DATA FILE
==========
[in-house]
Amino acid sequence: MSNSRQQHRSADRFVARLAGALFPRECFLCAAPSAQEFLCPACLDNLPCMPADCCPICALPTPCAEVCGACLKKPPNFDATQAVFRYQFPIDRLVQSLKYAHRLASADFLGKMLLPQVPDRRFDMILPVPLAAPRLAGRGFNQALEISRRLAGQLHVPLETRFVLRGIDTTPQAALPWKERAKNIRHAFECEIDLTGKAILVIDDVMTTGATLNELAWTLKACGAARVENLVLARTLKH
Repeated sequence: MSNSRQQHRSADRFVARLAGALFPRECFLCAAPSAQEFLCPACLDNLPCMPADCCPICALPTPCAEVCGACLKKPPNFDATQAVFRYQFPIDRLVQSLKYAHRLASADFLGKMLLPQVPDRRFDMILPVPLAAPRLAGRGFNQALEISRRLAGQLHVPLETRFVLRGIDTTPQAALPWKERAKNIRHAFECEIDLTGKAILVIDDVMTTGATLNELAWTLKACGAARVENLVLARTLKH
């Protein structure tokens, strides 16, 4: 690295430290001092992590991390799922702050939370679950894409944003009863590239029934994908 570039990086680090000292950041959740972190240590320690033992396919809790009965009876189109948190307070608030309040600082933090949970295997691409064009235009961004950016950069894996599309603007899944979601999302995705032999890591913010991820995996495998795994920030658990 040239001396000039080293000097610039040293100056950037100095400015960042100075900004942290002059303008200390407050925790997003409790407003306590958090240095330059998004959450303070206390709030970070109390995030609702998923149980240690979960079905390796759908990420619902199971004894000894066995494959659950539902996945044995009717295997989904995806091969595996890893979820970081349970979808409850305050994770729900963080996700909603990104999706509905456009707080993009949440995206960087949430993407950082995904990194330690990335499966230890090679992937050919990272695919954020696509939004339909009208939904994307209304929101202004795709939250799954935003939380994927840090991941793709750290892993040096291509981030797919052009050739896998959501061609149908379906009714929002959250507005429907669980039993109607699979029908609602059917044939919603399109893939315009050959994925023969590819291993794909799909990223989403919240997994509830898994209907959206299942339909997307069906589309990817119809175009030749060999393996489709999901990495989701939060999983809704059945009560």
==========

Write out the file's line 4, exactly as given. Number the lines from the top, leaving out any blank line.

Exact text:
């Protein structure tokens, strides 16, 4: 690295430290001092992590991390799922702050939370679950894409944003009863590239029934994908 570039990086680090000292950041959740972190240590320690033992396919809790009965009876189109948190307070608030309040600082933090949970295997691409064009235009961004950016950069894996599309603007899944979601999302995705032999890591913010991820995996495998795994920030658990 040239001396000039080293000097610039040293100056950037100095400015960042100075900004942290002059303008200390407050925790997003409790407003306590958090240095330059998004959450303070206390709030970070109390995030609702998923149980240690979960079905390796759908990420619902199971004894000894066995494959659950539902996945044995009717295997989904995806091969595996890893979820970081349970979808409850305050994770729900963080996700909603990104999706509905456009707080993009949440995206960087949430993407950082995904990194330690990335499966230890090679992937050919990272695919954020696509939004339909009208939904994307209304929101202004795709939250799954935003939380994927840090991941793709750290892993040096291509981030797919052009050739896998959501061609149908379906009714929002959250507005429907669980039993109607699979029908609602059917044939919603399109893939315009050959994925023969590819291993794909799909990223989403919240997994509830898994209907959206299942339909997307069906589309990817119809175009030749060999393996489709999901990495989701939060999983809704059945009560």